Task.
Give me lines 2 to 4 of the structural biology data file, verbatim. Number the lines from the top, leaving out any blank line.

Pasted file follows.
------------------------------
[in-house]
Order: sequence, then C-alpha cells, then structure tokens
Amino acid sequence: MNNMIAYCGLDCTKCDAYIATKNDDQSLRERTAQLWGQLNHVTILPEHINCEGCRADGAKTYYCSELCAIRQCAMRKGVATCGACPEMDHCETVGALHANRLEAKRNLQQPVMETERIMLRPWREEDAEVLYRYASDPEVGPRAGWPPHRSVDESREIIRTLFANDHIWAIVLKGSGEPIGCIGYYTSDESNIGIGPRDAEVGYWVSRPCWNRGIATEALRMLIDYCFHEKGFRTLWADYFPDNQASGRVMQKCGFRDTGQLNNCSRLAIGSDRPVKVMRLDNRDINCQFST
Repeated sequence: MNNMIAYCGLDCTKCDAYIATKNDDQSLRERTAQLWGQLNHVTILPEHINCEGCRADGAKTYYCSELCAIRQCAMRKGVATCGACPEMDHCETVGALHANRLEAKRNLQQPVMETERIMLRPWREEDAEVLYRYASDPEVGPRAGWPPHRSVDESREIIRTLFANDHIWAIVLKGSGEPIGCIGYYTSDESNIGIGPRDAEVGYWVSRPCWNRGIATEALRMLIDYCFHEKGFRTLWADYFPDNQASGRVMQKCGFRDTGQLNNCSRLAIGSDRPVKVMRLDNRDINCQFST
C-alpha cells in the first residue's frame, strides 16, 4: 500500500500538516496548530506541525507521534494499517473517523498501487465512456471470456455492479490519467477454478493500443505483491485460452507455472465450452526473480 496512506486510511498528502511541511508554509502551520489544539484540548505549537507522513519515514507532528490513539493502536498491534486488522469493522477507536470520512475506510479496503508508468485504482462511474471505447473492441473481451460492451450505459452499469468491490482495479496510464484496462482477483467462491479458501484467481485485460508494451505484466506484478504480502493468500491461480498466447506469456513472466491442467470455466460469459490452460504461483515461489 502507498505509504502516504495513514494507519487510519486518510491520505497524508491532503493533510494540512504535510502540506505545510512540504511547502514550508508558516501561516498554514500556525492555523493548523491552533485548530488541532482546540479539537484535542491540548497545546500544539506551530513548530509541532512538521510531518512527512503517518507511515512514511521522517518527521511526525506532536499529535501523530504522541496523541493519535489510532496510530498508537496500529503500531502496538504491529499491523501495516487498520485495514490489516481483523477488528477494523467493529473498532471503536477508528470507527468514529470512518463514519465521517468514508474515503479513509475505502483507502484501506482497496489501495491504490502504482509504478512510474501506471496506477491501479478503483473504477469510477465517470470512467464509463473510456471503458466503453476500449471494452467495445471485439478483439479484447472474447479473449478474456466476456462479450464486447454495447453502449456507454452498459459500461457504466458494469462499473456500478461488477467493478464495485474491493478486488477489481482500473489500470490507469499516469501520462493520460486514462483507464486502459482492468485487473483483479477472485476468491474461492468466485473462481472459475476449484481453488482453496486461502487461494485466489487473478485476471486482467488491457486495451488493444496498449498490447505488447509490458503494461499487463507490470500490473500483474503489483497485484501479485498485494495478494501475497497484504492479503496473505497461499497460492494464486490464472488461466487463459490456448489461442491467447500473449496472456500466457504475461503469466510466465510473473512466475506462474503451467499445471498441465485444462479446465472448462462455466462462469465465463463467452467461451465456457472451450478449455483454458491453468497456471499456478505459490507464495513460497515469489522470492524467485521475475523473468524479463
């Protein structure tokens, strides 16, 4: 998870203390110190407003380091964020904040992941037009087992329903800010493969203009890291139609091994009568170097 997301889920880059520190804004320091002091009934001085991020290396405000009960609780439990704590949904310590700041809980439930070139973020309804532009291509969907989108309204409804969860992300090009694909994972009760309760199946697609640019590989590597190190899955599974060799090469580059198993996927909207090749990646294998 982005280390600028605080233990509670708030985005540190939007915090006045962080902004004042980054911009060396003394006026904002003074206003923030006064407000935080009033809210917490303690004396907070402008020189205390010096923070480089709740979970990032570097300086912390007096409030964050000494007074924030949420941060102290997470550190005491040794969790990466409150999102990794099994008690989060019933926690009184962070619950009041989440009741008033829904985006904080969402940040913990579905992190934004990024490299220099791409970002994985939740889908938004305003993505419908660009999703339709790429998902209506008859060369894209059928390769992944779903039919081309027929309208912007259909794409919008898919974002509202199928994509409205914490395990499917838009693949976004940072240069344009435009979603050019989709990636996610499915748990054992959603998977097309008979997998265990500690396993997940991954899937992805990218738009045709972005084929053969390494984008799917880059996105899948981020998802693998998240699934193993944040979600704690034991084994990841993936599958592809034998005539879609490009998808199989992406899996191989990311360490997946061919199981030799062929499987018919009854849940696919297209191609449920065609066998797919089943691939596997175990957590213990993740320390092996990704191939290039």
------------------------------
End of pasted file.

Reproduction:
Order: sequence, then C-alpha cells, then structure tokens
Amino acid sequence: MNNMIAYCGLDCTKCDAYIATKNDDQSLRERTAQLWGQLNHVTILPEHINCEGCRADGAKTYYCSELCAIRQCAMRKGVATCGACPEMDHCETVGALHANRLEAKRNLQQPVMETERIMLRPWREEDAEVLYRYASDPEVGPRAGWPPHRSVDESREIIRTLFANDHIWAIVLKGSGEPIGCIGYYTSDESNIGIGPRDAEVGYWVSRPCWNRGIATEALRMLIDYCFHEKGFRTLWADYFPDNQASGRVMQKCGFRDTGQLNNCSRLAIGSDRPVKVMRLDNRDINCQFST
Repeated sequence: MNNMIAYCGLDCTKCDAYIATKNDDQSLRERTAQLWGQLNHVTILPEHINCEGCRADGAKTYYCSELCAIRQCAMRKGVATCGACPEMDHCETVGALHANRLEAKRNLQQPVMETERIMLRPWREEDAEVLYRYASDPEVGPRAGWPPHRSVDESREIIRTLFANDHIWAIVLKGSGEPIGCIGYYTSDESNIGIGPRDAEVGYWVSRPCWNRGIATEALRMLIDYCFHEKGFRTLWADYFPDNQASGRVMQKCGFRDTGQLNNCSRLAIGSDRPVKVMRLDNRDINCQFST